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Taiwan dominates the world in the supply of computer chips – no wonder the US is concerned

One aspect of Nancy Pelosi’s trip to Taiwan that was almost overlooked was her meeting with Mark Louie, chairman of the Taiwan Semiconductor Manufacturing Corporation (TSMC). Pelosi’s trip coincided with US efforts to persuade TSMC, the world’s largest chipmaker on which the US is heavily dependent, to establish a manufacturing base in the US and stop making advanced chips for Chinese companies.

US support for Taiwan has historically been based on Washington’s opposition to communist rule in Beijing and Taiwan’s resistance to Chinese absorption. But in recent years, Taiwan autonomy has become a vital geopolitical interest for the US due to the island’s dominance in the semiconductor manufacturing market.

Semiconductors – also known as computer chips or simply chips – are an integral part of all networked devices that have become part of our lives. They also have advanced military applications.

The advent of the transformative super-fast 5G Internet opens up a world of connected devices of every kind (the “Internet of Things”) and a new generation of networked weapons. With this in mind, U.S. officials began to realize during the Trump administration that U.S. semiconductor development companies like Intel are heavily dependent on Asian supply chains to manufacture their products.

In particular, Taiwan’s position in the world of semiconductor manufacturing is a bit like Saudi Arabia’s position in OPEC. TSMC has a 53 percent market share in the global foundry market (factories contracted to produce chips designed in other countries). Other Taiwanese manufacturers are claiming another 10% market share.

As a result, the Biden administration’s 100-Day Supply Chain Review report says, “The United States is heavily dependent on one company – TSMC – for its cutting-edge chips.” The fact that only TSMC and Samsung (South Korea) can produce the most advanced semiconductors (known as five nanometers) “compromises the ability to supply current and future [US] national security and critical infrastructure needs.”

This means that China’s long-term goal of reunification with Taiwan is now more of a threat to US interests. In the 1971 Shanghai Communiqué and the 1979 Taiwan Relations Act, the US recognized that people in both mainland China and Taiwan believe that there is a “One China” and that they both belong to it. But it is unthinkable for the US that TSMC will one day be in Beijing-controlled territory.

“Technological war” For this reason, the US is trying to attract TSMC to the US to increase chip manufacturing capacity at home. In 2021, with support from the Biden administration, the company bought a site in Arizona on which it built a US foundry. This is planned to be completed in 2024.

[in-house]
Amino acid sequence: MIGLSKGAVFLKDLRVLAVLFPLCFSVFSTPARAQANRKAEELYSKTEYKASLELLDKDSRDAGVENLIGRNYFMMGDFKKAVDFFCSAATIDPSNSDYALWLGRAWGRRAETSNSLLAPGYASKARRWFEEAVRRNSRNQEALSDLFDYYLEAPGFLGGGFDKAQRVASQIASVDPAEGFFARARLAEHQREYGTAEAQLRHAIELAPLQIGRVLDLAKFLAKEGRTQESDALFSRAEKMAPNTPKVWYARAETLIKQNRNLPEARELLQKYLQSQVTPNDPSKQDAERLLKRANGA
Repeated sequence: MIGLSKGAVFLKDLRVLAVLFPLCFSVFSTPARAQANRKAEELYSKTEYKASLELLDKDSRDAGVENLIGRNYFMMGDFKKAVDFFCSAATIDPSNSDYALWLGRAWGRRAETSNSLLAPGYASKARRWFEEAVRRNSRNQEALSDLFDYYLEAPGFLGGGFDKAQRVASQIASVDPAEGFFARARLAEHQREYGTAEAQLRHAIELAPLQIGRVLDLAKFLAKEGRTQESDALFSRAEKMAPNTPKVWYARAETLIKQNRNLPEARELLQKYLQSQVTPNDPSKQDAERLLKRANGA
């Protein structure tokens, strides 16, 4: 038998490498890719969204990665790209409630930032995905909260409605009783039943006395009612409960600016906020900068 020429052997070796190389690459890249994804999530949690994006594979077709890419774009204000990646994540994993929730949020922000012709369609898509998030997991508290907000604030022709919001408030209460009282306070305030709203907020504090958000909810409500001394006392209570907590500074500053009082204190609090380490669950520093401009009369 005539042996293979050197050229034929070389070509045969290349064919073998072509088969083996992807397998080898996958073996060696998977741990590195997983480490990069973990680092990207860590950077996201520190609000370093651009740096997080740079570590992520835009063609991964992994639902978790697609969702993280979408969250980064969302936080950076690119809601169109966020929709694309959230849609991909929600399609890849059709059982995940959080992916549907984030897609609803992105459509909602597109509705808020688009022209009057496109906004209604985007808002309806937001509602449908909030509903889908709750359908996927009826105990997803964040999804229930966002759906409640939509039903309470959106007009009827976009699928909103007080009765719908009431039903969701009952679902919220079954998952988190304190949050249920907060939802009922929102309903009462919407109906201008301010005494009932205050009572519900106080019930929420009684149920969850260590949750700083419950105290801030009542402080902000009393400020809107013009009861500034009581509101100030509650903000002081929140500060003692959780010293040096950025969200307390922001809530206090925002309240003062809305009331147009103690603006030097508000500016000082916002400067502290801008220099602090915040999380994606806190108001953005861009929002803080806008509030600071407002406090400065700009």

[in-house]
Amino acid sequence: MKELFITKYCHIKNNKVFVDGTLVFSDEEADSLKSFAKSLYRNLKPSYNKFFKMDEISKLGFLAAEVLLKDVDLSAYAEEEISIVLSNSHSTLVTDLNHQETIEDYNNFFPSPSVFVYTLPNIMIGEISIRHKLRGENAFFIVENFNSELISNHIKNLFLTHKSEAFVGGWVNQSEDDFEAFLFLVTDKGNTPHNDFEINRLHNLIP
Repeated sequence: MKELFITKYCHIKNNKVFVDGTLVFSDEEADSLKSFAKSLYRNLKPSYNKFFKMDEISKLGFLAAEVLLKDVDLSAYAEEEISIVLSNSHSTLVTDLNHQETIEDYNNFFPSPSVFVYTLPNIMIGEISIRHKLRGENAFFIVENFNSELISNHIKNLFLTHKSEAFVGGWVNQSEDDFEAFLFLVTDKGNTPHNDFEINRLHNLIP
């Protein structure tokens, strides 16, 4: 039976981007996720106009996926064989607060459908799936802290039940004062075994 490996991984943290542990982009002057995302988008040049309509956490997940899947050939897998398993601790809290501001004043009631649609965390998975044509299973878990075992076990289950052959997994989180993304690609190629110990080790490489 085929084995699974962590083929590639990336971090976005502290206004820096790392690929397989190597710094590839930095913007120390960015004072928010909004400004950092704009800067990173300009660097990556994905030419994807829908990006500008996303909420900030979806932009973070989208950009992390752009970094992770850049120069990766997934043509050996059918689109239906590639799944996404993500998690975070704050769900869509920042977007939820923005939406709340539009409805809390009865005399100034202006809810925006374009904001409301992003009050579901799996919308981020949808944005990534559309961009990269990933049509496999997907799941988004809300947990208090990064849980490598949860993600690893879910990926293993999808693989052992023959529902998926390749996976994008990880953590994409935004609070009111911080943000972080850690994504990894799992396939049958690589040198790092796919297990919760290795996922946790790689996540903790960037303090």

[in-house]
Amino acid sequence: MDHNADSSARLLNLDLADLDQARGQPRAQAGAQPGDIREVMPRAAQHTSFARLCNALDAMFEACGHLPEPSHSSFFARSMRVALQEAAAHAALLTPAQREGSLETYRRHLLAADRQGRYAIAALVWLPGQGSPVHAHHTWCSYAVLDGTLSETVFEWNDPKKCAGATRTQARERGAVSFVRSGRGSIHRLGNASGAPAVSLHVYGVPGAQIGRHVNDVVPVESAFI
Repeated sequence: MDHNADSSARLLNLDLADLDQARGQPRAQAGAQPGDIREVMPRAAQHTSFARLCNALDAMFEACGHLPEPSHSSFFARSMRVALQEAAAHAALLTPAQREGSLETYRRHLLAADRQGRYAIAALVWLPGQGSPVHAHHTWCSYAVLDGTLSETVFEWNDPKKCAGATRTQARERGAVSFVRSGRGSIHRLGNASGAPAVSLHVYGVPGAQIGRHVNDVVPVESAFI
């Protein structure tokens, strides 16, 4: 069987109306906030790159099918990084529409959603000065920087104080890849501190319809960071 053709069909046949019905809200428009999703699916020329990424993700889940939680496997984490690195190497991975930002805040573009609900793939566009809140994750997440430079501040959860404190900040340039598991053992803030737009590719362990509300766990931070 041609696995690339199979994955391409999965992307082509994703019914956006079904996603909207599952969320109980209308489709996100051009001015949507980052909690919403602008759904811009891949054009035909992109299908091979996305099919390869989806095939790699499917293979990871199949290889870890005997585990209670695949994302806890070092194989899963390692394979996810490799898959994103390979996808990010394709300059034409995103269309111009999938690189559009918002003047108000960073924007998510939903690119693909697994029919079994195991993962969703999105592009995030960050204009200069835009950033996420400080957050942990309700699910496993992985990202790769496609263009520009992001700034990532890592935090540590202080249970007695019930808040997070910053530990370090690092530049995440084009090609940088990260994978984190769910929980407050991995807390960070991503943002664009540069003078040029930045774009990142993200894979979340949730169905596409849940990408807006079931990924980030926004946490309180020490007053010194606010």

The US Congress just passed the Microchips and Science Act, which provides $52 billion (roughly Rs. 4,11,746 crores) in subsidies to support US semiconductor manufacturing. But companies will only receive Chip Law funding if they agree not to produce advanced semiconductors for Chinese companies.

This means that TSMC and other companies may have to choose between doing business in China and the US, as the cost of manufacturing in the US is considered too high without government subsidies.

This is all part of a broader “technology war” between the US and China, in which the US seeks to limit China’s technological development and prevent it from playing the role of a global technology leader.

In 2020, the Trump administration imposed tough sanctions on Chinese tech giant Huawei that were meant to cut the company off from TSMC, on which it depended to produce high-tech semiconductors needed for its 5G infrastructure business.

Huawei was the world’s leading supplier of 5G network equipment, but the US feared its Chinese origins posed a security risk (although this claim has been questioned). The sanctions are still in place because both Republicans and Democrats want to prevent other countries from using Huawei 5G equipment.

Initially, the British government decided to use Huawei equipment in certain parts of the UK 5G network. The Trump administration’s sanctions forced London to reverse the decision.

It appears that a key US goal is to end dependence on supply chains in China or Taiwan for critical technologies, including advanced semiconductors required for 5G systems, but may include other advanced technologies in the future.

Pelosi’s trip to Taiwan was about more than just Taiwan’s important place in the “tech war.” But the dominance of his most important company has given the island a new and critical geopolitical importance that is likely to exacerbate existing tensions between the US and China over the status of the island. It has also stepped up US efforts to “rebuild” its semiconductor supply chain.

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